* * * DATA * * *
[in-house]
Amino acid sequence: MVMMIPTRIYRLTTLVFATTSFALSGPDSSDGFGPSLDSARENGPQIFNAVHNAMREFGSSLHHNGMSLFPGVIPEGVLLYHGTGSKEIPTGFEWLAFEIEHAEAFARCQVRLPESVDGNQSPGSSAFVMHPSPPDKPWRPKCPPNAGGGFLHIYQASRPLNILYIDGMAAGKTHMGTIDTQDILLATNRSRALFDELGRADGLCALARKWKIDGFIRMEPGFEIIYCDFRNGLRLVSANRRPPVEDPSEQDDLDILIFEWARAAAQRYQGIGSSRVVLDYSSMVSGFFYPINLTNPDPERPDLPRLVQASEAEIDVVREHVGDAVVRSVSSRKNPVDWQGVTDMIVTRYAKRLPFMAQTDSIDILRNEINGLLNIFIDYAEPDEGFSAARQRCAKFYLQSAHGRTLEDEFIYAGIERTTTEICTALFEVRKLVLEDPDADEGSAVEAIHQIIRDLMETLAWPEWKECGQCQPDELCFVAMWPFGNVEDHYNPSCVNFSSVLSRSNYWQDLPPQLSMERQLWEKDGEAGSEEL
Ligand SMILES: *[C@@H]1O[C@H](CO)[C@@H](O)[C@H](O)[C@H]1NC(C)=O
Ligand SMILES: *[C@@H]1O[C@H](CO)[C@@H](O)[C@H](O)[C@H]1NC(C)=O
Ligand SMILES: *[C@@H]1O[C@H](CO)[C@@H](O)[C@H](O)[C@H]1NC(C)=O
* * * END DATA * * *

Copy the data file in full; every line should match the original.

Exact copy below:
[in-house]
Amino acid sequence: MVMMIPTRIYRLTTLVFATTSFALSGPDSSDGFGPSLDSARENGPQIFNAVHNAMREFGSSLHHNGMSLFPGVIPEGVLLYHGTGSKEIPTGFEWLAFEIEHAEAFARCQVRLPESVDGNQSPGSSAFVMHPSPPDKPWRPKCPPNAGGGFLHIYQASRPLNILYIDGMAAGKTHMGTIDTQDILLATNRSRALFDELGRADGLCALARKWKIDGFIRMEPGFEIIYCDFRNGLRLVSANRRPPVEDPSEQDDLDILIFEWARAAAQRYQGIGSSRVVLDYSSMVSGFFYPINLTNPDPERPDLPRLVQASEAEIDVVREHVGDAVVRSVSSRKNPVDWQGVTDMIVTRYAKRLPFMAQTDSIDILRNEINGLLNIFIDYAEPDEGFSAARQRCAKFYLQSAHGRTLEDEFIYAGIERTTTEICTALFEVRKLVLEDPDADEGSAVEAIHQIIRDLMETLAWPEWKECGQCQPDELCFVAMWPFGNVEDHYNPSCVNFSSVLSRSNYWQDLPPQLSMERQLWEKDGEAGSEEL
Ligand SMILES: *[C@@H]1O[C@H](CO)[C@@H](O)[C@H](O)[C@H]1NC(C)=O
Ligand SMILES: *[C@@H]1O[C@H](CO)[C@@H](O)[C@H](O)[C@H]1NC(C)=O
Ligand SMILES: *[C@@H]1O[C@H](CO)[C@@H](O)[C@H](O)[C@H]1NC(C)=O